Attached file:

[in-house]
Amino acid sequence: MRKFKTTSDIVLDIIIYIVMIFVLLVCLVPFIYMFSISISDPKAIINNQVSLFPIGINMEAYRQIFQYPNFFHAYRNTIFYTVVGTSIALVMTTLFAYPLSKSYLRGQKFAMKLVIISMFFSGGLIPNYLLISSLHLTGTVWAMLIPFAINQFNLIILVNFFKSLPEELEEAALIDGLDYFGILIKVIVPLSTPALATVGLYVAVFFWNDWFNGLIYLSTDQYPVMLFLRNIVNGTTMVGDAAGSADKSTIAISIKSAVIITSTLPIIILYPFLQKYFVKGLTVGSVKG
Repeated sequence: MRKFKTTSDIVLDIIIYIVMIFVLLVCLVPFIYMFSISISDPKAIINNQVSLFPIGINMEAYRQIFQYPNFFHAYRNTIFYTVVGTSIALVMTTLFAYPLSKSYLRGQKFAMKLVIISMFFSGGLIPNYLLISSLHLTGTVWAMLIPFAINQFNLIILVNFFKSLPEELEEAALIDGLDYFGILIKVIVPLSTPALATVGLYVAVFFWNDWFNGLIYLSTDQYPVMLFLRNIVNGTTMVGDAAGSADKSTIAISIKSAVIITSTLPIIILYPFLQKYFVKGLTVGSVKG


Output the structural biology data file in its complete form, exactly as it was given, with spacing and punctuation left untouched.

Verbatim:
[in-house]
Amino acid sequence: MRKFKTTSDIVLDIIIYIVMIFVLLVCLVPFIYMFSISISDPKAIINNQVSLFPIGINMEAYRQIFQYPNFFHAYRNTIFYTVVGTSIALVMTTLFAYPLSKSYLRGQKFAMKLVIISMFFSGGLIPNYLLISSLHLTGTVWAMLIPFAINQFNLIILVNFFKSLPEELEEAALIDGLDYFGILIKVIVPLSTPALATVGLYVAVFFWNDWFNGLIYLSTDQYPVMLFLRNIVNGTTMVGDAAGSADKSTIAISIKSAVIITSTLPIIILYPFLQKYFVKGLTVGSVKG
Repeated sequence: MRKFKTTSDIVLDIIIYIVMIFVLLVCLVPFIYMFSISISDPKAIINNQVSLFPIGINMEAYRQIFQYPNFFHAYRNTIFYTVVGTSIALVMTTLFAYPLSKSYLRGQKFAMKLVIISMFFSGGLIPNYLLISSLHLTGTVWAMLIPFAINQFNLIILVNFFKSLPEELEEAALIDGLDYFGILIKVIVPLSTPALATVGLYVAVFFWNDWFNGLIYLSTDQYPVMLFLRNIVNGTTMVGDAAGSADKSTIAISIKSAVIITSTLPIIILYPFLQKYFVKGLTVGSVKG